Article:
A baby weighing just 12 ounces at birth has defied doctor's predictions to survive - and is believed to be the smallest to do so in the UK.
Aaliyah pictured at Birmingham City Hospital
Tiny Aaliyah Hart fitted into the palm of her mother Lorraine's hand when she was born on May 27 at Birmingham City Hospital.
She was born three months early - and had grown far too slowly even during the six months she had been in the womb.
The previous record for a tiny surviving baby was thought to be held by Dylan Coles, who weighed 15 ounces when he was born in Liverpool in 2001.
Mrs Hart, 37, was warned by doctors that Aaliyah had only a 10% chance of pulling through.
I could not believe that something that small could survive
She said: "I literally cried and cried. I could not believe that something that small could survive.
"She was so tiny but she was so active. Her hands were going, she was her own little person and I cried for a long time.
"She was surviving - that was my main concern."
Aaliyah is now off a ventilator, although she is still being fed through a tube.
Even during the pregnancy, the slow growth rate had alarmed doctors, but Mrs Hart and her husband Ricardo were determined to continue with the pregnancy despite their downbeat predictions.
She said: "When we saw the scans, her heart rate was still going and I said to myself, 'I cannot terminate, I cannot terminate.'"
Aaliyah's birth came after 15 years of trying for a baby.
Small but developed
Because Aaliyah managed to reach six months gestation, she would have an advantage over a heavier baby born earlier.
Consultants say that "small-for-dates" babies tend to do better, because their bodies are more ready for the outside world.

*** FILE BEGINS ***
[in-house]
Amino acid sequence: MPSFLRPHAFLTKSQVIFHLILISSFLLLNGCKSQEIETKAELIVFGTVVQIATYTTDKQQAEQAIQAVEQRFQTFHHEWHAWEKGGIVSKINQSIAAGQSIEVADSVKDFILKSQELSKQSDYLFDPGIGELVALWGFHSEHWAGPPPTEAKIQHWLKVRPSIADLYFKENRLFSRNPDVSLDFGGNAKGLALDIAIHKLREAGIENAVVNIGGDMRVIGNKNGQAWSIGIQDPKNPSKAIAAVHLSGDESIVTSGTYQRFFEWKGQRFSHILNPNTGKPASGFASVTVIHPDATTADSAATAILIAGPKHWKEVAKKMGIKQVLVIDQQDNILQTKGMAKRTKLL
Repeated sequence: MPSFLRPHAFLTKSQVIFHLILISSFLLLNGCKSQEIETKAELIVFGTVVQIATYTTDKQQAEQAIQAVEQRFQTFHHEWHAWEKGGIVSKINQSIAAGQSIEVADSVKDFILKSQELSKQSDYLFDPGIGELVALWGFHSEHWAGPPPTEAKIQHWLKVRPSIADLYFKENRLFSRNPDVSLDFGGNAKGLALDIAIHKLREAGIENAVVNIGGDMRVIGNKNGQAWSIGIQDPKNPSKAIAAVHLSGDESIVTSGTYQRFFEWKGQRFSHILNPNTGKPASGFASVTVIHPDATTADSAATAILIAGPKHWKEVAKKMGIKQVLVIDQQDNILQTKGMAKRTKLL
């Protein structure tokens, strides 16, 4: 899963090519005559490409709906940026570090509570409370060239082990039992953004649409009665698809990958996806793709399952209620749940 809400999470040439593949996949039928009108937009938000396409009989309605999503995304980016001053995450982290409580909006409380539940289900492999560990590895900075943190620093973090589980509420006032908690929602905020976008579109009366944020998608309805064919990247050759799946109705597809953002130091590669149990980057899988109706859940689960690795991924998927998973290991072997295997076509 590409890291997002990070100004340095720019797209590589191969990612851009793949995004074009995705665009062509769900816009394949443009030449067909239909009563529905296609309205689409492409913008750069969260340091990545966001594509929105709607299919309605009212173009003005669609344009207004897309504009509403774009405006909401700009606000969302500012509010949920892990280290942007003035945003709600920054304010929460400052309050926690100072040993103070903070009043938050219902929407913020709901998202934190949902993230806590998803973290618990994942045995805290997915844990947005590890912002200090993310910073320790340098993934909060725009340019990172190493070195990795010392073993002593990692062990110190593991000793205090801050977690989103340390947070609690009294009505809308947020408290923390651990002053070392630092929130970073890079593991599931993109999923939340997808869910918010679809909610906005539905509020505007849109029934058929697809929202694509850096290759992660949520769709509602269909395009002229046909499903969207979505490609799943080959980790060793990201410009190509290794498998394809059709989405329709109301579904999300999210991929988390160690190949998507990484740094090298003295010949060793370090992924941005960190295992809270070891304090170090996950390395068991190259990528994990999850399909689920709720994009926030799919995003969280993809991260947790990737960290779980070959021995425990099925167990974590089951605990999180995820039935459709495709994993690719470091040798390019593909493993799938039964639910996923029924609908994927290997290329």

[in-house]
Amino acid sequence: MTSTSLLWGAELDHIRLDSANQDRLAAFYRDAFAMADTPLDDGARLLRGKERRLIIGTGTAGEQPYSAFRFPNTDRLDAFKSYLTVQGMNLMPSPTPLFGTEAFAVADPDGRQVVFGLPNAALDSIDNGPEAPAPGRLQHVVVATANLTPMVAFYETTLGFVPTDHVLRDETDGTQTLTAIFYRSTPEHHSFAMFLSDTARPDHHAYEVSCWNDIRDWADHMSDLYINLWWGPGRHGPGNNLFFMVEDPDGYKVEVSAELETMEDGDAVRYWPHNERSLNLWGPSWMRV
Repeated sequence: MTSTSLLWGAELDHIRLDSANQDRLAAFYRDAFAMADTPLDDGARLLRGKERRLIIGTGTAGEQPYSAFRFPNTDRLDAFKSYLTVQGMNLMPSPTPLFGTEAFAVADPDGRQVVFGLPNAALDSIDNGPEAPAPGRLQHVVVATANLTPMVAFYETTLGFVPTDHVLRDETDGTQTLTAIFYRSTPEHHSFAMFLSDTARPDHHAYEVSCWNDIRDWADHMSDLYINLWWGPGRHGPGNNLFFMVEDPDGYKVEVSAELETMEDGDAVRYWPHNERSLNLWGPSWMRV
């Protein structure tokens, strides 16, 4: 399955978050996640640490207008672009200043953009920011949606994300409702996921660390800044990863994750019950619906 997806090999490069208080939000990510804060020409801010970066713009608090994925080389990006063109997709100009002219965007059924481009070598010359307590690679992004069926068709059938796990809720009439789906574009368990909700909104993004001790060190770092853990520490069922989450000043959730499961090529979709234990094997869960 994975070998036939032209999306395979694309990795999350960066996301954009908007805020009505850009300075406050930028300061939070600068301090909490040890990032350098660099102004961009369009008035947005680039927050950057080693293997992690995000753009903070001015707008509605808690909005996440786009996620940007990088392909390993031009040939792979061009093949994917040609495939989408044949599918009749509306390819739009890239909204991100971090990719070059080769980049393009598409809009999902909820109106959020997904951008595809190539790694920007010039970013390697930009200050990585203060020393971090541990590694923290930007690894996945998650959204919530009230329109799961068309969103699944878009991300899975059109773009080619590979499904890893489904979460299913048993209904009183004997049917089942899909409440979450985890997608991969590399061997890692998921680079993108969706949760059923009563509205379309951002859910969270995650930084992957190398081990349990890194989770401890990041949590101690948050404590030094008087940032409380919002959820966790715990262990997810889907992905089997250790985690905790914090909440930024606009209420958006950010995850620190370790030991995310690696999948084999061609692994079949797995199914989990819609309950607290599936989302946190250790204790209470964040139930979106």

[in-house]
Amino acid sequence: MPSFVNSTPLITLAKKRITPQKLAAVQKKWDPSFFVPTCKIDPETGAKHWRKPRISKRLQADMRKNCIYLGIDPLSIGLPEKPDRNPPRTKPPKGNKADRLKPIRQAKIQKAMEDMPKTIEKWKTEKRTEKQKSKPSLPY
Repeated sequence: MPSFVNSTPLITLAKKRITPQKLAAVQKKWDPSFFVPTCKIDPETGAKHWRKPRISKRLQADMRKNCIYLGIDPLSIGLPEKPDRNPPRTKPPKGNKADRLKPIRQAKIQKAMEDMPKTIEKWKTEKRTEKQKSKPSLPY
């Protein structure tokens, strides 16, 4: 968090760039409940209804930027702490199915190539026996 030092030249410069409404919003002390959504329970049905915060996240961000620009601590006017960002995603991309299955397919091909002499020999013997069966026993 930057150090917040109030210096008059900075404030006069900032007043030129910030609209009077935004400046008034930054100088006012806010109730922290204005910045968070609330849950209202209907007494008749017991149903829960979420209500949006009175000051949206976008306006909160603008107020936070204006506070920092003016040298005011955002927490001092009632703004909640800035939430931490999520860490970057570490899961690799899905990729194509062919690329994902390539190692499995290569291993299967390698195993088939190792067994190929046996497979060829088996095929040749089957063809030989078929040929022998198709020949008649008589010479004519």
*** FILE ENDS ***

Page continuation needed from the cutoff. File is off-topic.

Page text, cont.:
The length of gestation is more important than the actual size of the baby at birth when it comes to survival.
Even with this in mind, the sheer size of Aaliyah means that her survival is miraculous, says the consultant in charge of her care.
Dr Jeff Bissenden said: "Usually they are miscarriages, but she pushed out this little
girl who wriggled around, waved her legs and said, 'I want to live'."
"It is amazing that this baby did not die.
"If you are that growth retarded the supply of nutrients is usually so poor
that the baby is starved of oxygen and is stillborn."
No world record
However, despite her tiny size, she is not the world record holder.
The smallest on record is a US baby who weighed just 11 ounces at birth.
Advances in the care of premature babies mean that many more survive than did in the 1980s.
Twenty years ago, approximately 20% of babies weighing less than 1,000 grammes (2lb 2oz) at birth survived, compared with 80% today.
A spokeswoman for BLISS, the premature baby charity, described the case as exceptional.
"The fact that baby Aaliyah has survived is exceptional; not only is she one of the tiniest babies BLISS has ever heard of, but UK baby units face a constant struggle with staff shortages and underresourcing.
"She is a credit to their dedication and the increasing sophistication of care. This is an incredibly traumatic time for parents and we hope that Aaliyah will grow up to become a happy and healthy child as many other premature babies do."
There are 1,800 babies born every year in the UK who fall into this category.
The UK has the highest rate of premature birth in Europe.